Authentic voices. Remarkable stories. AOL On Originals showcase the passions that make the world a more interesting place.
Go behind the scenes with some of the biggest digital celebrities to see what life is like when the blogging and tweeting stops.
The story of punk rock singer Laura Jane Grace of Against Me! who came out as a woman in 2012, and other members of the trans community whose experiences are woefully underrepresented and misunderstood in the media.
Documentary shorts conceived of and directed by famous actors. Jeff Garlin, Katie Holmes, Alia Shawkat, Judy Greer, and James Purefoy
Park Bench is a new kind of "talking show" straight from the mind of born and bred New Yorker and host, Steve Buscemi.
Digital influencer Justine Ezarik (iJustine) is back. After covering the world of wearable tech last season, iJustine is expanding her coverage this year by profiling the hottest tech trends across the country.
A 12 episode documentary series following 5 startup companies competing in the 2013 San Francisco TechCrunch Disrupt Startup Battlefield as they fine tune their products and eventually present in front of a panel of judges in hopes of winning $50,000 in funding.
Enter the graceful but competitive world of ballet through the eyes of executive producer, Sarah Jessica Parker. This behind-the-scenes docudrama reveals what it takes to perform on the ultimate stage, the New York City Ballet. Catch NYCB on stage at Lincoln Center.
Nicole Richie brings her unfiltered sense of humor and unique perspective to life in a new series based on her irreverent twitter feed. The show follows the outspoken celebrity as she shares her perspective on style, parenting, relationships and her journey to adulthood.
Explore what it means to be human as we rush head first into the future through the eyes, creativity, and mind of Tiffany Shlain, acclaimed filmmaker and speaker, founder of The Webby Awards, mother, constant pusher of boundaries and one of Newsweek’s “women shaping the 21st Century.”
Gwyneth Paltrow and Tracy Anderson spend time with women who've overcome hardship, injury, and setbacks to triumph in the face of adversity.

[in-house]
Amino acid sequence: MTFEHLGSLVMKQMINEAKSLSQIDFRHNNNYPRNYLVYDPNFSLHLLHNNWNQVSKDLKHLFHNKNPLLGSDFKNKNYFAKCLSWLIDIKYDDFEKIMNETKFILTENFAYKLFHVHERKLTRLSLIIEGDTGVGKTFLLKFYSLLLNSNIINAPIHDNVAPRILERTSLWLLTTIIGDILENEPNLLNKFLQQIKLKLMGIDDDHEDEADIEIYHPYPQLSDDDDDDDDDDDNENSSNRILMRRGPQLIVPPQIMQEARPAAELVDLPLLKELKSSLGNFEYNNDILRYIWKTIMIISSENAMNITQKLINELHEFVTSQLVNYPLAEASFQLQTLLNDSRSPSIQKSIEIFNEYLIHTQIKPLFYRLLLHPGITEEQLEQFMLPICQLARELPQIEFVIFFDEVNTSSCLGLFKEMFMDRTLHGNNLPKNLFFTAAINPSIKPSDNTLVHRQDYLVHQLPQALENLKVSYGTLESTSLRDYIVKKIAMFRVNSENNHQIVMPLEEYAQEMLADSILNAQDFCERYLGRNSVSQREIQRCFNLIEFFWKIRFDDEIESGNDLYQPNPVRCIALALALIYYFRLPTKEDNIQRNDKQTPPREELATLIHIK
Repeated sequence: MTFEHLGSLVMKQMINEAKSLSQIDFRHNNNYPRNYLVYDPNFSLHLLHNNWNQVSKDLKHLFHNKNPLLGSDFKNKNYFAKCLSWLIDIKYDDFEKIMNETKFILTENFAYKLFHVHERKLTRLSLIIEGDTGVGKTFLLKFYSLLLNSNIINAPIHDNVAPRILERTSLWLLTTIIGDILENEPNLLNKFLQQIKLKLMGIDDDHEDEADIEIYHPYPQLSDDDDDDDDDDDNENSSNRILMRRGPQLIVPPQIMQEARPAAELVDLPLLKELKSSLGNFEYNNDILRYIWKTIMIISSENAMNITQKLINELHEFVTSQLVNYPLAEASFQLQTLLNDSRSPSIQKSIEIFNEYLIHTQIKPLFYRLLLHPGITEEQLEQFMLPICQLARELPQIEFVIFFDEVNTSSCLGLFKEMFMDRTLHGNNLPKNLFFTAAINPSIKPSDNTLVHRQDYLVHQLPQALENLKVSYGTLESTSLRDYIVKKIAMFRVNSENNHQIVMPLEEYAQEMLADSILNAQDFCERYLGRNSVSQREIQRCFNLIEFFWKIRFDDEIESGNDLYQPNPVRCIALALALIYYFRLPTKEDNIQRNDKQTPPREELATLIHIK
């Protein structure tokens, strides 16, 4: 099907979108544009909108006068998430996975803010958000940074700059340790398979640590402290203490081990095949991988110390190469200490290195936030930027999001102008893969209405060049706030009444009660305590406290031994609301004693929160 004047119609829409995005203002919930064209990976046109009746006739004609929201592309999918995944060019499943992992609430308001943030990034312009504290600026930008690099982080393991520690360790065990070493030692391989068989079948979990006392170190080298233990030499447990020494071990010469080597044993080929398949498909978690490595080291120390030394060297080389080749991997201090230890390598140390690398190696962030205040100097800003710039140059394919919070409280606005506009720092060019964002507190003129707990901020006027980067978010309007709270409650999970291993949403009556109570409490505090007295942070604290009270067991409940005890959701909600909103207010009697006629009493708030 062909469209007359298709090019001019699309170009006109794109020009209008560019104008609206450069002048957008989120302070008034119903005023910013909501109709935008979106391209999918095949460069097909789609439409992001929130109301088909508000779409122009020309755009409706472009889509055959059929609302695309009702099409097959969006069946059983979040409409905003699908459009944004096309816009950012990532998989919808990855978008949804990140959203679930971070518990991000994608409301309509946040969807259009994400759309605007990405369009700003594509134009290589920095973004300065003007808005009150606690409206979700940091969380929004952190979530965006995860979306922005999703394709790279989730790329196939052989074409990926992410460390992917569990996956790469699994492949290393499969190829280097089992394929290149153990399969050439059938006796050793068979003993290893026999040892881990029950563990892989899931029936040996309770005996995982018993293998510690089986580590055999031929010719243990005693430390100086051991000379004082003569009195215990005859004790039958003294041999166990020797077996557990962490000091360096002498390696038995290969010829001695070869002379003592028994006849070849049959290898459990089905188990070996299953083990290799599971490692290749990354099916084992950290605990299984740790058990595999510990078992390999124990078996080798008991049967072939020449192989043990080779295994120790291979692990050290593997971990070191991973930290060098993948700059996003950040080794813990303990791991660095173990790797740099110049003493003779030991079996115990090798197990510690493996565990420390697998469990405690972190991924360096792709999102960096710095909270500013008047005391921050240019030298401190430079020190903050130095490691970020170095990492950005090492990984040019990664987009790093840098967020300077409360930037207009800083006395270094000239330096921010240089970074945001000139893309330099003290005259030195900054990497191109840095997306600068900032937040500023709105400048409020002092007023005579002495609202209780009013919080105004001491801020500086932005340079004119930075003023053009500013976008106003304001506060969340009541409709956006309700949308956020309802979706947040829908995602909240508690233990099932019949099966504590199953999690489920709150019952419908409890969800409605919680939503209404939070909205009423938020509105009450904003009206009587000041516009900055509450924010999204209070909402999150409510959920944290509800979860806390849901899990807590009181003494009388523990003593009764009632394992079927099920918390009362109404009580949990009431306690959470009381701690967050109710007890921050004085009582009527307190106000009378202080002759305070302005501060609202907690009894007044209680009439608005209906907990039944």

Hank Azaria’s touching, humorous, and often enlightening journey from a man who is not even sure he wants to have kids, to a father going through the joys, trials and tribulations of being a dad.
ACTING DISRUPTIVE takes viewers inside the businesses and passion projects of Hollywood’s top celebrities.
A guide to the established rules and nuances of dining etiquette - The Place Setting.
Tags:Basic Table Manners - The Place Setting,dining table sitting,importance of place sitting,monkey see,basic dining etiquette,dining etiquette,dining etiquette guide,monkeysee,Table Manners
Grab video code:
Hello, my name is Nancy Mitchell and I am with the Etiquette Advocate. Today, we are talking about dining etiquette. I am going to show you a place setting today and help you to navigate the place setting. Today, you will see a very elaborate place setting, which may not always be the case when you dine for business or pleasure. But, this will help you to be comfortable when you are in a situation, where utensils are placed in a certain way and you need to know how to use them. Sit down, look at the place setting; you’ll pick up cues about what the meal is going to be. Utensils for instance, are set in the order that they will be used, from the outside in, toward your service plate. The same is with glassware. Glassware is set in the order that it will be used. Use those cues to know what to expect in a dining situation. Lets look first at the utensils. As I mentioned, this is a very elaborate setting, you will not always see this, when you go to dine in a restaurant, obviously you will be given the utensils that you need. As you order specific courses, other utensils will arrive. When you dine in someone’s home, you may not see as many pieces of utensils, but today we are showing you everything that you may encounter. Knives and spoons are going to be set to the right of the plate. Forks are going to be set to the left. Lets start to the right of the plate. The small fork that’s set in the bowl of the soup spoon, tells you there will be a seafood cocktail. Next, is going to be a soup, because there is a soup spoon. The next spoon that you see is going to be for coffee or tea. The next knife you see is going to be for a fish course. The next knife is going to be for salad course because in the United States we serve a salad before the entree is served. The next knife and the final knife closest to your plate will be for your entree, your main course. Looking out to the left, forks are also set in the order that they will be used. The fork on the outside is the fish fork, for the fish course. Next, will be your salad fork followed by the main course or the entree fork. So, when you sit down, take a look at your place setting, pick up some cues from how it set. Silverware that’s set above the place setting is for dessert. You will never be worried about whether or not to use that for salad or soup. If its above the place setting, its for dessert. Leave it there until the end of the meal. Later when we talk about the dessert course, well tell you how to move those into place. There is a code about your place setting. If you remember the letters BMW, you will always know where your place setting begins and where it ends. When you are seated at a very, very crowded dining room table, often you don’t know if your bread plate is on your left or your right. If you remember the letters BMW as we read them left to right, think about superimposing the letter B over your bread plate, M for main course or the middle of your place setting and W for wine, water or the W in glassware, you will never use the wrong bread plate. BMW is a guide to your place setting. Next, well talk about the napkin, how to use it and where to place it.